Stoneware jar and lid

From Korea
Unified Silla dynasty, 8th-9th century AD

Used to contain the ashes of the deceased

This jar was used to contain the cremated ashes of the dead. The concept of cremation of the dead body was first brought to Korea with Buddhism during the Unified Silla period (AD 668-935) when Buddhism was the official royal religion. The practice of cremation spread from Buddhist monks to the general population. Even today, Buddhists are cremated after death.

The jar has an intricate and regular stamp decoration that is characteristic of the pottery of the period. The lustrous surface on the shoulder of the jar is natural ash glaze, formed during firing in the kiln. It is though that potters began to exploit these accidents in order to make such glazes intentionally. They learned to mix wood and sand and apply this preparation to the pots before firing. Indeed, glazes applied to the whole body of the pot are evident on some funerary jars made late in the period.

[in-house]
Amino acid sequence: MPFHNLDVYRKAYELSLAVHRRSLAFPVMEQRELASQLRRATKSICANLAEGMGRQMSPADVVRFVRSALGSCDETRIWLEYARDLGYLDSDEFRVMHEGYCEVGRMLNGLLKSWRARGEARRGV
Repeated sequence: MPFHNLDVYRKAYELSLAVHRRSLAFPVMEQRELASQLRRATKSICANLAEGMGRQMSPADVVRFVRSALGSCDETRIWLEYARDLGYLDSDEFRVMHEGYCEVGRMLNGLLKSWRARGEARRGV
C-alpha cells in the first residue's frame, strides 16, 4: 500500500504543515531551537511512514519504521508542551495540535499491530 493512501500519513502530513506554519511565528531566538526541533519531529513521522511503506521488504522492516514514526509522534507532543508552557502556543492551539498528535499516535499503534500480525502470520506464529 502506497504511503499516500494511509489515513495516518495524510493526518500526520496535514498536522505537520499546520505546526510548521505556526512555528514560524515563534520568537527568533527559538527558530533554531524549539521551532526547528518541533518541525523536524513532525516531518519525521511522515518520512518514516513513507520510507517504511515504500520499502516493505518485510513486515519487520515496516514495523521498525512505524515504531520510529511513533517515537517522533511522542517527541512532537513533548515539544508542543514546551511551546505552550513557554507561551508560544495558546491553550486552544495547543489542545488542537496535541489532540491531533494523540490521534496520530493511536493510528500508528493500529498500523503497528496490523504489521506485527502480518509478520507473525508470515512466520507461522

The knop of the lid is in the form of a lotus, a Buddhist symbol of purity.

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More information

Bibliography

J. Portal, Korea - art and archaeology (London, The British Museum Press, 2000)

Dimensions

Height: 15.500 cm

Museum number

Asia OA 1936.10-12.289.a, b

RRC9760;RRC9761

Eumorfopoulos Collection

Location

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